What Are Schneider Electric Doing With The IoT?

We speak to Stephen Dillon about his work at the utilities giant


Ahead of his presentation at the Big Data Innovation Summit in Boston on September 8 & 9, we spoke to Stephen Dillion about his work as a Sr Engineering Fellow\Big Data Architect at Schneider Electric.

Stephen is a senior member of Schneider Electric's engineering fellow program with over 17 years of experience in the data engineering field. He has been working with IoT since 2009, Big Data technologies since 2011 and Fast Data technologies since 2012 and has spoken at numerous conferences and events on the subject of In-memory databases, MongoDB, and NoSQL. He is currently working on IoT Innovation with a focus on Fast Data technologies for Schneider Electric's Global Solutions team which is responsible for developing their IoT Platform.

Innovation Enterprise: How do you see the use of data in companies developing over the next 5 years?

Stephen: We can expect streaming, In-memory databases, and Graph analytics to become common place as Fast Data solutions are embraced in support of real-time decisioning. This will prepare companies to implement predictive analytics and deep learning which will be expected to be part of Enterprise architectures especially in the IoT industry. Today; predictive analytics is the Holy Grail for companies but most simply are not ready for a multitude of reasons. Either their use cases are not understood well enough, their employees are not up to speed on the technical topics, they've not identified the value proposition for investing in this area, or they're still early on in the adoption process of Big Data solutions. Of course we see some companies at the forefront of IoT today that are utilizing predictive analytics but the gap between these companies and others is wide.

What should companies do to improve their data security in the wake of the several widely reported hacks of the last 2 years?

Learn, adapt, and be aware. Companies must not only invest in a technological effort but also one of social awareness as well. From the technology perspective, companies must be able to react faster to potential threats especially as devices become more connected to a network and to other devices. It is fair to say there will be new unforeseen threats that will emerge as a result that human intervention and today's reactionary responses alone cannot sufficiently handle. Machine Learning is one area companies can look to that can play a role in preventing many such breaches or at least are able to identify threats and intervene as they happen as opposed to after they've happened. But even these technical approaches are only so good. If people are not aware of the possible threats of social engineering, one employee can cause a multi-million dollar system's security to be breached.

What is your outlook on the amount of regulation of data from governments?

There are so many concerns to date regarding security of data, especially in the IoT domain, that the amount of regulation can only increase. Where and how that regulation will be implemented is the real question the industry is watching. Simply locking it down and encrypting all data in flight and at rest and in-depth access control practices will not be sufficient. Even the greatest banks with the most secure of vaults are still guarded by other security measures. However; if data becomes too difficult to work with, due to too many or harsh constraints, its full potential will not be achieved. Security must be fluid and this is where artificial intelligence can play a role.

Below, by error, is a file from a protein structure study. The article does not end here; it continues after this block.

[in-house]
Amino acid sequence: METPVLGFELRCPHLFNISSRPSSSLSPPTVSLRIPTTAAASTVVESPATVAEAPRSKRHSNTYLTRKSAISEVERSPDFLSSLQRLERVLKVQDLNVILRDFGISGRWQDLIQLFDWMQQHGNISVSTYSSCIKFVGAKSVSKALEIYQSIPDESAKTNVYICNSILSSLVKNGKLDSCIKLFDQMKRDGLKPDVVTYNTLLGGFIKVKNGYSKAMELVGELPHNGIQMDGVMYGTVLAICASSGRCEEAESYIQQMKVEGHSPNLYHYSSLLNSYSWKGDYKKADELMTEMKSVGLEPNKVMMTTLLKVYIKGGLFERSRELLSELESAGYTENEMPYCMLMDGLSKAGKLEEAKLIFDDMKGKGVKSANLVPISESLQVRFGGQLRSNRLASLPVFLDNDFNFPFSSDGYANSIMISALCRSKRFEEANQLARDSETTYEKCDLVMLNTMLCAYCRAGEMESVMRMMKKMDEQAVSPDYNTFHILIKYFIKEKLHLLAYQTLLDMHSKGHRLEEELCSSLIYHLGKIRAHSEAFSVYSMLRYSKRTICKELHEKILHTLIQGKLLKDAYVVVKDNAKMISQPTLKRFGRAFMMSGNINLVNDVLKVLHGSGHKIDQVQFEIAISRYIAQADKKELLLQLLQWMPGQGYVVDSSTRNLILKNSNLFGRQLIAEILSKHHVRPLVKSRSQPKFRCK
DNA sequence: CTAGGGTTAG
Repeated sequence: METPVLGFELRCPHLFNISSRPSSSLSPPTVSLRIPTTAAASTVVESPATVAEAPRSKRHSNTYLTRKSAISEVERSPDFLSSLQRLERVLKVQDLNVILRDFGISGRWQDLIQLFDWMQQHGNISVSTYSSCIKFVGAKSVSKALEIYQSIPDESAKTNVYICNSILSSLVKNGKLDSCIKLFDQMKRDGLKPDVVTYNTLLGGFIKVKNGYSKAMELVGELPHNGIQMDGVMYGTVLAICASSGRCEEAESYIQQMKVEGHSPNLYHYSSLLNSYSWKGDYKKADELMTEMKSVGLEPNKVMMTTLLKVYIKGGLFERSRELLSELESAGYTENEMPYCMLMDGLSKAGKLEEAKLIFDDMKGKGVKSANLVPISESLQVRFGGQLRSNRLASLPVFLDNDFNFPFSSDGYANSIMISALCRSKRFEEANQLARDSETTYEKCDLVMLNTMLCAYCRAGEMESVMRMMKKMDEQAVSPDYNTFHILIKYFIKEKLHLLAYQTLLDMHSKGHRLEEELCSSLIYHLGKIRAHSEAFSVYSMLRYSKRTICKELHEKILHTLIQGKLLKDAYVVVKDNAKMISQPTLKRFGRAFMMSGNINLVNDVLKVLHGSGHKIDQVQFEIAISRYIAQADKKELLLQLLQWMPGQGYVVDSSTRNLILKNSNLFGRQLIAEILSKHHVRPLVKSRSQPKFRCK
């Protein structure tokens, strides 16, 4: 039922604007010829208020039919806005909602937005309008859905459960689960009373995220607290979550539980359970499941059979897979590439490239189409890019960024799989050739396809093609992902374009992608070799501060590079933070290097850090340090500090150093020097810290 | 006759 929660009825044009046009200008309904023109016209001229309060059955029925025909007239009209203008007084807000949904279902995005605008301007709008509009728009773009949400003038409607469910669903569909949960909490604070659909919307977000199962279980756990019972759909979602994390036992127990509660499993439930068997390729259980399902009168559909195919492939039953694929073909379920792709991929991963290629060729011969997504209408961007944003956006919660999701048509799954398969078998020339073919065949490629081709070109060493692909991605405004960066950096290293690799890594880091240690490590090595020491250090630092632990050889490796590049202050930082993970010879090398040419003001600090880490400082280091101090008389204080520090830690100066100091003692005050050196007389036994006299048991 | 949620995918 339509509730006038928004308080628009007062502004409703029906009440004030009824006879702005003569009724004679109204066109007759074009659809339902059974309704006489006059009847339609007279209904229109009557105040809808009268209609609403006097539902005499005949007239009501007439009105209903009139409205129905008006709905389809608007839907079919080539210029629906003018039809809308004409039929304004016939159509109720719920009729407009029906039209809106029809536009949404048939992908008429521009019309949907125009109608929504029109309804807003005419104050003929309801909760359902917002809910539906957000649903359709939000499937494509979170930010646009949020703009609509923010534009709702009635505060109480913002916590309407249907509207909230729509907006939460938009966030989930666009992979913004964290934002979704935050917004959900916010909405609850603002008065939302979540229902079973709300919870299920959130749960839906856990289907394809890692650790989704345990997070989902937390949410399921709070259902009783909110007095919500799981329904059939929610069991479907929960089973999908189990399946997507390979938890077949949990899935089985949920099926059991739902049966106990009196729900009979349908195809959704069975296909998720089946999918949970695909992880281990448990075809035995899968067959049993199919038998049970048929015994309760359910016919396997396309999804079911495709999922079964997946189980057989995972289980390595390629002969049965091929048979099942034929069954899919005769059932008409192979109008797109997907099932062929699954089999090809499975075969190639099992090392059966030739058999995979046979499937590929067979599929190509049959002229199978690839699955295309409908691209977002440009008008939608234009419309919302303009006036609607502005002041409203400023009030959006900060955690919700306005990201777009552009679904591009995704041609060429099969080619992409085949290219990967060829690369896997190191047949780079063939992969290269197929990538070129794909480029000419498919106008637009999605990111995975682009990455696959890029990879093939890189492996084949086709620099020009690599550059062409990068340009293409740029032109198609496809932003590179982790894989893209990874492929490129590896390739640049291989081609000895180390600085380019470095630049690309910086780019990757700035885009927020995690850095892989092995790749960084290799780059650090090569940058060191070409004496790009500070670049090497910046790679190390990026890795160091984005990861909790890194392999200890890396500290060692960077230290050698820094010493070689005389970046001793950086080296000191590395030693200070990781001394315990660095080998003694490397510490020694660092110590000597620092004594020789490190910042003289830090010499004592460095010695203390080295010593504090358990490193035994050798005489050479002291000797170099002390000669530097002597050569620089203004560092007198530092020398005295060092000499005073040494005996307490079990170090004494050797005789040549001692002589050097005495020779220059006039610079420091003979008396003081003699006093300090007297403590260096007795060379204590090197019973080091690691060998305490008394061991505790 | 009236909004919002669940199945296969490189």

What advice would you give to a company making their first moves into implementing a new data program?

First and foremost, you must understand your use case(s). Your use cases will define the value for your business. If you cannot identify the value, you may want to question the purpose of your data program's initiative. Without understanding the value, you will have no way to measurably determine success. Knowing your use cases well will also help narrow down your technology choices. In most cases there is no absolutely correct answer regarding which myriad technologies will meet your needs but there are absolutely incorrect answers if applied to the wrong use case. Be comfortable in the fact there will be tradeoffs between different solutions and only you can weigh the pros and cons against your needs. Second; technology should not drive your business decisions but eventually you must implement technologies that will support your business. There is no one size fits all solution and you must be ready to cultivate and acquire the skills necessary to support your data initiative with a mixture of specialists and generalists. These must be open-minded technologists who can adapt to the evolving use cases and technologies. Else you'll have a team ill prepared to implement a solution when the technologies must change. Finally; be willing to fail fast and fail forward. There is still a practice I observe many in the industry are afraid to embrace. If something is not working or your use cases have evolved beyond the usefulness of the chosen technologies then it is a foolish and stubborn person who will refuse to make the necessary changes. 

Stephen will be speaking at the Big Data Innovation Summit on September 8 & 9. 

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